To be honest these boxes could have been much, much better in terms of high res presentation and a decent book on the background to the recordings. But there is something classy about them which cannot be denied. They are pricey, but Led Zeppelin are a premium band and can justifiably charge a premium price, but I expect over time these will go down in price. The bands elevated position within rock and roll and even popular cultural history is without question and to own these box sets is like owning something important. Maybe that's a bit over the top but so are Led Zeppelin!



Friday, 5 June 2015

Art Bears SHM Series

The Japanese do seem to be ramping up the release schedule of various catalogues on SHM CD at the moment. Of interest to me over the next few months are titles by Phil Manzanera, Henry Cow and Gong and all as papersleeve editions. Just out are the three studio albums released by the post-Henry Cow outfit Art Bears. ReR released a stunning box set of all Art Bears material a number of years back, all expertly assembled and mastered by Bob Drake. These SHM issues use choice material from that box set to enhance the separate albums on these reissues as added bonus tracks. The discs are listed as being remastered, but not sure from what source. I suspect they have used the existing digital transfers to tweek things here and these as there is a ReR Megacorp licensing credit mentioned. They do sound very good, but it's the packaging which is the star here. All the inserts which were included within the original vinyl editions, poster, lyric sheet and booklet are produced here in miniature form, with the sleeves faithfully reproduced right down to using the same card stock and even gold embossing as on Winter Songs.

I do love Henry Cow's music, but Art Bears were somehow even more special. After the long complex instrumental pieces of HC, the trilogy of Art Bears albums saw Dagmar, Frith and Cutler resort to shorter, song based pieces. This may have been the height of punk when they were recorded, but there was nothing that was produced in the name of punk that was as anarchic or extreme as these songs. It's a pleasure to have these albums reproduced as beautiful as these SHM editions are and sounding pretty good too!




Thursday, 4 June 2015

Jaga Jazzist - Starfire


Jaga Jazzist are another outfit like Snarky Puppy who are the modern equivalent of a big band, mixing multi instrumentation and personnel to produce a wide screen instrumental music blending jazz, rock, classical etc. But on this latest album, Jaga Jazzist have based the album around a more techno, electronic foundation. Lots of synths and programmed percussion mix with the more traditional guitars, woodwind, brass and drum kit to produce a joyous series of instrumental pieces. This is like systems music, but with a jazz swing and prog rock time changes enabling each composition to go through many developments and alternatives. But they never forget a tune, which makes this complex music so adventurous yet approachable. Another winning release.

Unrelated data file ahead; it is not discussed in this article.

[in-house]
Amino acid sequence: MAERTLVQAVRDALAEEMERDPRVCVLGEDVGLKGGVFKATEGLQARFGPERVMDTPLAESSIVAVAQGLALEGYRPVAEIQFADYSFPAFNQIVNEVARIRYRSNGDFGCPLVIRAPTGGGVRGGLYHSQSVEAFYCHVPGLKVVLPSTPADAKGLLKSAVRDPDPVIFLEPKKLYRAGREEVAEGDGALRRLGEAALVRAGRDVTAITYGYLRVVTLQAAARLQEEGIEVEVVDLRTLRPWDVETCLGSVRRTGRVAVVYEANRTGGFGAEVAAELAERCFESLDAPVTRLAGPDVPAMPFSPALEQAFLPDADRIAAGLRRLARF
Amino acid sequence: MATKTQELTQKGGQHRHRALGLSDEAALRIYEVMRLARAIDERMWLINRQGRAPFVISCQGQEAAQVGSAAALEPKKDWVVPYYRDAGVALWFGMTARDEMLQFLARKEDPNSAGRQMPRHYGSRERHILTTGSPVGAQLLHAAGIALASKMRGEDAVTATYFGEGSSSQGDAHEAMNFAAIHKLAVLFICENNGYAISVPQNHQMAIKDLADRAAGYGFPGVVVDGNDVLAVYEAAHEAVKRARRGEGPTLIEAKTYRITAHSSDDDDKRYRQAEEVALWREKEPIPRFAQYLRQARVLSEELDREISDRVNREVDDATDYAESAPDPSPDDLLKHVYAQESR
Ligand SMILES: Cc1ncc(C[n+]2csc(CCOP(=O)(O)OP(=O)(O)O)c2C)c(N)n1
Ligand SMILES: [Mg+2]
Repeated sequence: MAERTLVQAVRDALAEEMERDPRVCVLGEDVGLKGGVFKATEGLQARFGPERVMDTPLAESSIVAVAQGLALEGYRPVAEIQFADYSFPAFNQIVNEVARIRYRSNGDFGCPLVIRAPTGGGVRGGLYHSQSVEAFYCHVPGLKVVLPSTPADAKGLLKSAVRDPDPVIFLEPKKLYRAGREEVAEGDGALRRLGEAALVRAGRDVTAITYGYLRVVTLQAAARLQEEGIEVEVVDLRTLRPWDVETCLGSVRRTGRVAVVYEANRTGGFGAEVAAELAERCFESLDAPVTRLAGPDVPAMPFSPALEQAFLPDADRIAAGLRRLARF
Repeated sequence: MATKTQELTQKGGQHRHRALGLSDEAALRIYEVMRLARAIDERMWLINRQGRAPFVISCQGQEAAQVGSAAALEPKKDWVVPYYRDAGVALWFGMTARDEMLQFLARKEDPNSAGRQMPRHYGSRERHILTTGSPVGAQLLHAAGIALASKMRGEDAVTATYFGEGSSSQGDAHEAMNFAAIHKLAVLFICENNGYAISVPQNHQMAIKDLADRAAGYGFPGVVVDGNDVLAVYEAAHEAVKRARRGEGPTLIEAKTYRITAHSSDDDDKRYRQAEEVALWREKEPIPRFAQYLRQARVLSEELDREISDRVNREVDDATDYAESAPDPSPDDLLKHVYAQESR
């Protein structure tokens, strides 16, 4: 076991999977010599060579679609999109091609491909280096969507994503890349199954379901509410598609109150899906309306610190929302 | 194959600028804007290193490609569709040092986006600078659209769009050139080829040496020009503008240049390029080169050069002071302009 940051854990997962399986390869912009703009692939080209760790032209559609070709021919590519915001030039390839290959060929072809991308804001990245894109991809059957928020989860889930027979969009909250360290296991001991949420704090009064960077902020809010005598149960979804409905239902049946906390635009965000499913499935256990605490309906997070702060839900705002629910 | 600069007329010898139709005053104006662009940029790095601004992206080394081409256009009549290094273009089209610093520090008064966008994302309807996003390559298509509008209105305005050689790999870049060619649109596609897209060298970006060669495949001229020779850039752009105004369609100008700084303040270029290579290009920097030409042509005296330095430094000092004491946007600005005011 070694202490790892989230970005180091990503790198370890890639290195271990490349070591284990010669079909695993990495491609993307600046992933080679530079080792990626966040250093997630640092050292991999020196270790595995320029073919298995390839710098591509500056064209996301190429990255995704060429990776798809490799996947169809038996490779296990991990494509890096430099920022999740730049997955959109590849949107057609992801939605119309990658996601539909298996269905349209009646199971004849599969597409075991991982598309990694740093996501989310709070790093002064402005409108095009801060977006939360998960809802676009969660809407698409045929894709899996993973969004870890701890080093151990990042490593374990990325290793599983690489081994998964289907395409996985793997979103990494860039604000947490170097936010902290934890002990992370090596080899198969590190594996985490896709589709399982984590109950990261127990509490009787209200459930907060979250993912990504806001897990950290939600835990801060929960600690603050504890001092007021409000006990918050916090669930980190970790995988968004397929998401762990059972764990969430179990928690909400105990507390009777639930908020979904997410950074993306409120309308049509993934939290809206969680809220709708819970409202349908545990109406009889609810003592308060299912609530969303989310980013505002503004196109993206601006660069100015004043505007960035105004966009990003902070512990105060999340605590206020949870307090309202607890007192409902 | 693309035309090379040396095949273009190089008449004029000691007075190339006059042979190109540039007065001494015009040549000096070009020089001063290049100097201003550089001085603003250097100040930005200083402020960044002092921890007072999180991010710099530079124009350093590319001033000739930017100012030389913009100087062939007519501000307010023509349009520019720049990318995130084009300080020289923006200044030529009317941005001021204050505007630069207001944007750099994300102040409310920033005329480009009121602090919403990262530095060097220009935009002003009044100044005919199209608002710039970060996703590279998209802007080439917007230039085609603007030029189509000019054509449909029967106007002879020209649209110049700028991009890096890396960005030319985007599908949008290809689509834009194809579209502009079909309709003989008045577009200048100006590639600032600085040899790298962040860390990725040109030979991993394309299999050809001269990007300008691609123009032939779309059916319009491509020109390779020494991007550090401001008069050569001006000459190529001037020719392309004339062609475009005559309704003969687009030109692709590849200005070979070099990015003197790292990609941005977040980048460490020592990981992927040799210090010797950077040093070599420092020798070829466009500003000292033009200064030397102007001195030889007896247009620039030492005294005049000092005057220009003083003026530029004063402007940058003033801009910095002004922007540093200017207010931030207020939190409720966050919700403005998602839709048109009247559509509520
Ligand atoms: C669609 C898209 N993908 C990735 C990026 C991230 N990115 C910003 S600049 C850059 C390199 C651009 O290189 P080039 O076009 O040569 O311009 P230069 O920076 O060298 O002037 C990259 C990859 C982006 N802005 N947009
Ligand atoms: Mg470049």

Monday, 1 June 2015

Yes - Progeny: Seven Shows from Seventy-Two


The prospect of seven shows from the same tour, with the same set list by Yes may on the face of it appear madness! Yes music is tightly constructed and there is very little room for improvisation. So the question is are we not hearing exactly the same thing night after night? This box set emphatically shows that is not the case. These live recordings are a revelation compared to Yessongs, before this box the only other live document of the band from this period. The sound is clear, detailed with great separation between each band member. It's Steve Howe who keeps things interesting from performance to performance. He adds so much different tonal colouring to his playing which constantly keeps things interesting. Alan White moves everything along at a cracking pace. The relentless energy he displays throughout every performance is breathtaking. Together with Chris Squires fast twangy bass lines this is a hot rhythm section. Rick Wakeman is placed on the right channel so all his intricate keyboard dexterity is now clearly defined. Over all this Jon Anderson's vocals soar and hold everything together. This is a band relishing playing this music. They are young and at the peak of their abilities and passion.

For any Yes fan, they must have thought that Yessongs was it. Great performances, but sonically wanting. So to be presented with these discs is manna from heaven. These recordings sound wonderful and the packaging of the box is a beauty. New artwork by Roger Dean of course and excellent notes in the booklet about the renovation of the tapes which are insightful and fascinating. All round this is a triumph and we must hope there is more to come.